I wanted a change ot scene so I drove an alternative route during most of the trip back to Middleton. I took one of my favorite (and most familiar) stretches of highway in Pennsylvania, U.S. 62 between the Buckaloons and Oil City. To pass the time, the boys and I played a game of Jeopardy. Andy picked the categories – psorts, states, cities, (musical) groups, movies, TV shows – and I made up the questions. Groups for $300. What group sang about Michelle, Anna, and Lady Madonna? The Beatles, an answer the boys missed, as they are more familiar with the earliest Beatles songs. Sports for $200. What quarterback led the Green Bay Packers to their first two Super Bowl victories? Andy knew it was Bart Starr.

After a pit stop at the Barkleyville interchange, we hopped onto Interstate 80 and soon found ourselves crawling along at less than 10 miles an hour due to a road construction delay. It felt as though we were in rush hour traffic. Fortunately, it lasted for only 15 minutes.

We took U.S. 30 through the western half of Ohio, the first 1090 miles a mostly straight stretch of two-lane highway except for bypasses around Bucyrus and Upper Sandusky. Traffic was moderate but moved along at a pace just above the speed limit. Our destination was Van Wert, just 13 miles east of the Indiana state line. But with light still in the skiy and my butt glued to the driver’s seat, we continued onward to the west side of Fort Wayne and checked into a Holiday Inn with a pool and activity area, just like South Bend, much to the boys’ delight. We played around in a swimming pool strewn with big plastic noodles, which was helpful for Eddie since the water was 7 feet deep at one end. Andy and I played ping-pong, and I bought the boys $5 worth of tokens to play video games. Back in the room ,the boys settled in front of the TV (big surprise!) while I went out to find a convenient drive-through. A McDonald’s was located less than a block away.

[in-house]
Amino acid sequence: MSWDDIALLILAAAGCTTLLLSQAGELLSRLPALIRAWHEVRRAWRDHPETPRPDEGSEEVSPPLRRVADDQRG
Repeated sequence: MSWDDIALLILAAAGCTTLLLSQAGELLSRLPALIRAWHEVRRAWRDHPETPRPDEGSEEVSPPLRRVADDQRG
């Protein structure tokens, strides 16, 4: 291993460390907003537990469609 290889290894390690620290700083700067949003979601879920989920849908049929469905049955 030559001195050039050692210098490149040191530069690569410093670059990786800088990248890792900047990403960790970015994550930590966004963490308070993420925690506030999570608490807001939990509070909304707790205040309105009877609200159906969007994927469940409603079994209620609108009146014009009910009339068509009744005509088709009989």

We continued our trip at 9 a.m. Monday morning. We drove 20 miles west on U.S. 30, which is a four-land divided highway across the length of Indiana, before stopping for breakfast at a Bob Evans in Columbia City. Eddie ordered pancakes off the kids’ menu but ate only two bites, plus the one strip of bacon served with his order. He seemed lethargic and slightly pale, so I wondered if he might be coming down with something. Andy ordered lunch, a kids’ pizza with alphabet-shaped deep-fried potatoes, and a lemonade, which he found too sour for his taste. I considered an omelet, but everything pictured on the colorful menu looked like too much food, so I settled for an order of 2 eggs over easy, fried potatoes, and toast. Eddie did eat one piece of my toast.

The trip through Chicago around noontime was a breeze. No delays anywhere. The section of Interstate 94 that arcs around Chicago was a different story. The portion of the highway we saw in northwestern Indiana was moving at a snail’s pace. And the traffic looked to be mostly semis. In an interesting, but frustrating reversal of typical road conditions, the loser we got to Rockford, the worse the traffic became. It seemed to be a combination of stalled vehicles and road construction. The delays caused us to push back our expected time of arrival 45 minutes. Originally, I had predicted 2:30. We pulled into the driveway at 3:10.

The boys immediately plopped themselves in front of the TV while I unloaded the car, unpacked the suitcases, started a load of wash, and then removed an assortment of debris – gum wrappers, half-empty bottles of Mountain Dew, little football and baseball helmets, crumpled napkins, etc. – from every surface of the Saturn. At 5:00, we left for Cross Plains, so Andy could pick up his football equipment. At first I thought I’d hear a complaint from Eddie, but he almost sprang off the couch when I told him it was time to leave.

This excursion took longer than I expected. We didn’t return home until 7:00. Along with Eddie, the back seat contained a helmet, jersey, pants, shoulder pads, knee pads, hip pads, and a tailbone pad. Did I forget anything? When Andy had put on all his gear, just to make sure everything fit, he looked as though he had aged a quick two years.